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Liberals get what they deserve after Premier sets vote-suppressing by-election date

Increase voter turnout by changing voting system, passing honesty-in-politics law, fixing by-election and election dates for late fall/early spring, and advertising all voter rights

Thursday, August 8, 2013

OTTAWA – Today Democracy Watch called for democratic changes to Ontario’s election system in response to low voter turnout in the recent provincial by-elections.  Voter turnout will increase if the voting system is changed, an honesty-in-politics law is passed, by-election and election dates are fixed for late fall or early spring, and if Elections Ontario is required to educate Ontarians about all their voting rights in its advertising.

“The low average voter turnout of about 37% in the five by-elections held last week, along with the 49% turnout in the 2011 Ontario election,  show clearly that major changes are needed to counter the threat of low turnout to the provincial government’s democratic legitimacy.” said Tyler Sommers, Coordinator of Democracy Watch.  “Unfortunately Elections Ontario and the Government of Ontario have failed to change anything so far, and Premier Wynne chose dates for the by-elections when many people were on holiday which likely hurt voter turnout.”

In addition to Elections Ontario being given the power to set by-election dates, and requiring it to educate voters about their right to decline the ballot (and disclosing declined ballot totals in election results), the provincial Election Act must also be changed to require the holding of by-elections and elections in the late fall or early spring, when holidays, student exams and summer jobs, and general busyness of anyone with kids, are least likely to make it difficult for large numbers of people voting.

In addition, the most important changes the Ontario parties can make to increase voter turnout are as follows:

  • pass an honesty-in-politics law that gives voters an easy, low-cost way to file complaints to the Integrity Commissioner, and gives the Commissioner the power to penalize misleaders (and requires MPPs who switch parties in-between elections to resign and run in a by-election);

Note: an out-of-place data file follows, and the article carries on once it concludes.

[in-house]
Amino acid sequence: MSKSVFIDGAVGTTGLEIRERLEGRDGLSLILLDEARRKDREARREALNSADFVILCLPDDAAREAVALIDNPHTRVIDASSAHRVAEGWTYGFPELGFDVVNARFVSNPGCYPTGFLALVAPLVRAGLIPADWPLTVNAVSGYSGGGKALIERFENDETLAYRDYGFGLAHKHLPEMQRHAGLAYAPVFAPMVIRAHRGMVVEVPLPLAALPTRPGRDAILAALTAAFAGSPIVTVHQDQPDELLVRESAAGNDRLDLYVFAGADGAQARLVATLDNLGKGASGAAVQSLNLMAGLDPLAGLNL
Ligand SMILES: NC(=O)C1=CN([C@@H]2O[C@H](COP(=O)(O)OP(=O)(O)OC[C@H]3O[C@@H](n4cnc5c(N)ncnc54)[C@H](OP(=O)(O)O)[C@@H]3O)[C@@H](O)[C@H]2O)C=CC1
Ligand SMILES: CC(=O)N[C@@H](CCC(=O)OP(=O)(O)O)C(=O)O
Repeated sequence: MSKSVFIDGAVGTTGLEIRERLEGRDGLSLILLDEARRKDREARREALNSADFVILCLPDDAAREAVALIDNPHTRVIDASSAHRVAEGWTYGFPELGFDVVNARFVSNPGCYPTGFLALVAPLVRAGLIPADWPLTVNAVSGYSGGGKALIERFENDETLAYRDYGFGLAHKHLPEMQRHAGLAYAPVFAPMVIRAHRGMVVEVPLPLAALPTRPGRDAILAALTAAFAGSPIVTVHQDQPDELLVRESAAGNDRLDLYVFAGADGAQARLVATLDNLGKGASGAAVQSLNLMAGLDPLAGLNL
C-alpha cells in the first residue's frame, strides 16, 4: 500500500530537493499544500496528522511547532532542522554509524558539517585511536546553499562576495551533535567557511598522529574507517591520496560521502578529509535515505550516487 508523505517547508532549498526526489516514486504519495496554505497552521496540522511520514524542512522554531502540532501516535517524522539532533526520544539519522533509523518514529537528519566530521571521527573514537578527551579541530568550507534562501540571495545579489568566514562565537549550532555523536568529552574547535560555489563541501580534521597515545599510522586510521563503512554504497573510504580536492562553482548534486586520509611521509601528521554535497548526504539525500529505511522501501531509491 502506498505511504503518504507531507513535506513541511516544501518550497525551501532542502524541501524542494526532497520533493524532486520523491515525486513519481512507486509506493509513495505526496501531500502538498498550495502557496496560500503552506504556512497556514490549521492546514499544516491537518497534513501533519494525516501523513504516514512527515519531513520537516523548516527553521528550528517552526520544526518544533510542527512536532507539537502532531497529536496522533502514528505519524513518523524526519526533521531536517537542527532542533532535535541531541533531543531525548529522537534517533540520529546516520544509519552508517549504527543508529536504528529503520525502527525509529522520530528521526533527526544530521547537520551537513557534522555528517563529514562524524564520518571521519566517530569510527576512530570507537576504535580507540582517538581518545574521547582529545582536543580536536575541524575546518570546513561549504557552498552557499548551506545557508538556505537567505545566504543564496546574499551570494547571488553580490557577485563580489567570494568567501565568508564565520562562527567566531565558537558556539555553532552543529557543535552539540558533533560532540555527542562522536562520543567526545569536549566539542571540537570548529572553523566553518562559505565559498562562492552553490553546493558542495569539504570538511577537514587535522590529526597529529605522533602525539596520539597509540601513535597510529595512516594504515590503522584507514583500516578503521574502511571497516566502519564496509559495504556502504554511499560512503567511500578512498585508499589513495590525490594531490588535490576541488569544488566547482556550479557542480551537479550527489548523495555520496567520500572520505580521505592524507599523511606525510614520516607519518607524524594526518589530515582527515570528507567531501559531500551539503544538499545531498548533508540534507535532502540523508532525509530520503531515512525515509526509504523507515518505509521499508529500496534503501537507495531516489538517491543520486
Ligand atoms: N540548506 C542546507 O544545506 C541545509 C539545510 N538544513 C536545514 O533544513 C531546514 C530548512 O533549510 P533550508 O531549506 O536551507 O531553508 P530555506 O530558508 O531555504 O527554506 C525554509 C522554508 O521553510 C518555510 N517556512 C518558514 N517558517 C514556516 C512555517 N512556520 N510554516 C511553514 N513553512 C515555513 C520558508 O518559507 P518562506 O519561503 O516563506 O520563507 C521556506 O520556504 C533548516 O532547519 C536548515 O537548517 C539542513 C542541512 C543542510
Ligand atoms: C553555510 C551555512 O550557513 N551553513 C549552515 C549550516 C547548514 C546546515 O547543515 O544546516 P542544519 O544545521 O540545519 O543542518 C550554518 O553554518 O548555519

• change the voting system so that the percentage of MPPs each party receives more closely matches the popular vote percentages.

These changes would give voters a reason to vote because they would know that voting for a specific party would mean a guaranteed result in terms of percentage of MPPs elected and promises kept.

In addition, if the parties strengthen provincial ethics, political finance, lobbying, open government, and whistleblower protection laws, voters will have more reason to vote because they would be more assured of good government no matter which party won.

“In addition to election dates often making it difficult for people to pay full attention to campaigns and get to the polls on election day, Canadians know from experience that they are not going to get what they vote for, and are likely to get dishonest, secretive, unethical, unrepresentative and wasteful government no matter who they vote for, and as a result no one should be surprised to see voter turnout at such low levels,” said Sommers.

These problems exist in all the provinces and territories across Canada.  All of these changes should be made by the federal and provincial and territorial governments, and for their municipalities, before either mandatory or Internet voting are tried (because both of those changes will likely have serious negative effects).


Tyler Sommers, Coordinator of Democracy Watch
Tel: (613) 241-5179
[email protected]

Democracy Watch’s Democratic Voting Systems Campaign